You dont have to save it in the
Bundle. In fact, that seems like a lot of info to store in a
Since you are just saving a
String objects, you could make a class to cache it for you or make it a
static field in the class.
Static fields are fine to use as long as they dont contain a reference to the
Activity or a
Drawable. (That can cause memory leaks)
The simplest way you could do this might just be:
private static HashMap<String,String> myMap = new HashMap<String,String>();
Because this field is
static, it will not be recreated when your activity is recreated. Rather, it will still be there for you to use with the same values.
More ways to store data:
(These techniques apply to sharing data over a configuration change also).
How do I pass data between Activities/Services within a single application?
It depends on the type of data that you want to share:
Primitive Data Types
To share primitive data between Activities/Services in an application,
use Intent.putExtras(). For passing primitive data that needs to
persist use the Preferences storage mechanism.
For sharing complex non-persistent user-defined objects for short
duration, the following approaches are recommended:
You can take advantage of the fact that your application components
run in the same process through the use of a singleton. This is a
class that is designed to have only one instance. It has a static
method with a name such as getInstance() that returns the instance;
the first time this method is called, it creates the global instance.
Because all callers get the same instance, they can use this as a
point of interaction. For example activity A may retrieve the instance
and call setValue(3); later activity B may retrieve the instance and
call getValue() to retrieve the last set value. A public static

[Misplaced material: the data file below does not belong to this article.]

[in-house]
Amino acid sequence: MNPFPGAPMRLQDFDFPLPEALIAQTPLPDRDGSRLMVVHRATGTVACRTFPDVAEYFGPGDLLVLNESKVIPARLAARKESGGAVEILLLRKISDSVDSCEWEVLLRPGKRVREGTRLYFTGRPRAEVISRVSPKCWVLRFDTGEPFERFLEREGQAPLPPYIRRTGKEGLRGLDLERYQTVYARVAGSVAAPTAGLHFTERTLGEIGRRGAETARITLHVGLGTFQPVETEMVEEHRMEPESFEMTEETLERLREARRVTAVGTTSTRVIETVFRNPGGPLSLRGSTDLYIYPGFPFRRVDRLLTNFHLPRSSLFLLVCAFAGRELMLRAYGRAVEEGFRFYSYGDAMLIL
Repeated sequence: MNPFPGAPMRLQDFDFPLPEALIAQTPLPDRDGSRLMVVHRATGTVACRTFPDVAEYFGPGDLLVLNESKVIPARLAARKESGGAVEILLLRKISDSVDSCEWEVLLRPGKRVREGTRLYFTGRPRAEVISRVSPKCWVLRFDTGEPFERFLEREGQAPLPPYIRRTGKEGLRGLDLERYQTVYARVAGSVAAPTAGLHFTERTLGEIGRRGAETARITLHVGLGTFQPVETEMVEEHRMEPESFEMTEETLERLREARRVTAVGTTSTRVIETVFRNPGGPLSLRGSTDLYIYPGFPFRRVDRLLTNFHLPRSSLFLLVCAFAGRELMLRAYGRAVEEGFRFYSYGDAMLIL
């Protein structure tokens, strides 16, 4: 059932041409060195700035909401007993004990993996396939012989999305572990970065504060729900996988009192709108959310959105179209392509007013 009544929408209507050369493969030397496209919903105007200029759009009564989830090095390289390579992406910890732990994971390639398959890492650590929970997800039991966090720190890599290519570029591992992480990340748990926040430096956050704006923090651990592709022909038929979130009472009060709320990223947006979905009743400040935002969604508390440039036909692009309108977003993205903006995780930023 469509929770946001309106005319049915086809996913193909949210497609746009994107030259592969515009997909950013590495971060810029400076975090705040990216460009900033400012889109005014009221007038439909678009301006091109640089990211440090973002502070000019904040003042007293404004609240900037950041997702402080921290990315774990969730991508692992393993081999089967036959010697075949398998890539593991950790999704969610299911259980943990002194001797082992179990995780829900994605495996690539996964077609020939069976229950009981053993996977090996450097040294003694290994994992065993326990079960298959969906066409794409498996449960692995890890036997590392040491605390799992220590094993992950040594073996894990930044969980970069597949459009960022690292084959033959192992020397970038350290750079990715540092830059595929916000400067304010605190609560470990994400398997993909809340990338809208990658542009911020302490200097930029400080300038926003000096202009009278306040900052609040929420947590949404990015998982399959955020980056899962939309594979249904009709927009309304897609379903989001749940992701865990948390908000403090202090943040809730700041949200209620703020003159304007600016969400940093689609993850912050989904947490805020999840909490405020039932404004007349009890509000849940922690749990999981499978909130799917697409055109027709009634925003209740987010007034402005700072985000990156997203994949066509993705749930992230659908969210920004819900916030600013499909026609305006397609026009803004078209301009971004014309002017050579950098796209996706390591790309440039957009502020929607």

An alternate way to make data accessible across Activities/Services is
to use public static fields and/or methods. You can access these
static fields from any other class in your application. To share an
object, the activity which creates your object sets a static field to
point to this object and any other activity that wants to use this
object just accesses this static field.
A HashMap of WeakReferences to Objects
You can also use a HashMap of WeakReferences to Objects with Long
keys. When an activity wants to pass an object to another activity, it
simply puts the object in the map and sends the key (which is a unique
Long based on a counter or time stamp) to the recipient activity via
intent extras. The recipient activity retrieves the object using this
Even while an application appears to continue running, the system may
choose to kill its process and restart it later. If you have data that
you need to persist from one activity invocation to the next, you need
to represent that data as state that gets saved by an activity when it
is informed that it might go away.
For sharing complex persistent user-defined objects, the following
approaches are recommended:
- Application Preferences
- SQLite DB
If the shared data needs to be retained across points where the
application process can be killed, then place that data in persistent
storage like Application Preferences, SQLite DB, Files or
ContentProviders. Please refer to the Data Storage for further details
on how to use these components.